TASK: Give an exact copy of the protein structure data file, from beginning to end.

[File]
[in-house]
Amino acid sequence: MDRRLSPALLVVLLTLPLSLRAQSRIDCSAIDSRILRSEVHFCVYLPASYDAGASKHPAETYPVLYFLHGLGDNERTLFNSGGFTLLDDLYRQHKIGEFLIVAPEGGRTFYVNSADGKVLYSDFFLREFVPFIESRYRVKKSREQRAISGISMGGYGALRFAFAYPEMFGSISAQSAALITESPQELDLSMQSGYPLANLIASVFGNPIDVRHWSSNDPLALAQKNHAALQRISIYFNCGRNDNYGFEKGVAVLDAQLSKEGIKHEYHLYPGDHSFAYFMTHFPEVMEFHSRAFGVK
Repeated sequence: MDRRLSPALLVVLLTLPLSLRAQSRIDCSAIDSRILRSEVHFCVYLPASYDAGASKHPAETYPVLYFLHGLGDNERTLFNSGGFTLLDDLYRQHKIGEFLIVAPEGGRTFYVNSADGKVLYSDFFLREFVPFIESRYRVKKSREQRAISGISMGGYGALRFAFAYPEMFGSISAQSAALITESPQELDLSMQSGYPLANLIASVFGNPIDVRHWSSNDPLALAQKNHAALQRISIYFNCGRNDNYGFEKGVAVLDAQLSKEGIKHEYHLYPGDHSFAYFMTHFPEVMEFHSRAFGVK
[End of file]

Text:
[in-house]
Amino acid sequence: MDRRLSPALLVVLLTLPLSLRAQSRIDCSAIDSRILRSEVHFCVYLPASYDAGASKHPAETYPVLYFLHGLGDNERTLFNSGGFTLLDDLYRQHKIGEFLIVAPEGGRTFYVNSADGKVLYSDFFLREFVPFIESRYRVKKSREQRAISGISMGGYGALRFAFAYPEMFGSISAQSAALITESPQELDLSMQSGYPLANLIASVFGNPIDVRHWSSNDPLALAQKNHAALQRISIYFNCGRNDNYGFEKGVAVLDAQLSKEGIKHEYHLYPGDHSFAYFMTHFPEVMEFHSRAFGVK
Repeated sequence: MDRRLSPALLVVLLTLPLSLRAQSRIDCSAIDSRILRSEVHFCVYLPASYDAGASKHPAETYPVLYFLHGLGDNERTLFNSGGFTLLDDLYRQHKIGEFLIVAPEGGRTFYVNSADGKVLYSDFFLREFVPFIESRYRVKKSREQRAISGISMGGYGALRFAFAYPEMFGSISAQSAALITESPQELDLSMQSGYPLANLIASVFGNPIDVRHWSSNDPLALAQKNHAALQRISIYFNCGRNDNYGFEKGVAVLDAQLSKEGIKHEYHLYPGDHSFAYFMTHFPEVMEFHSRAFGVK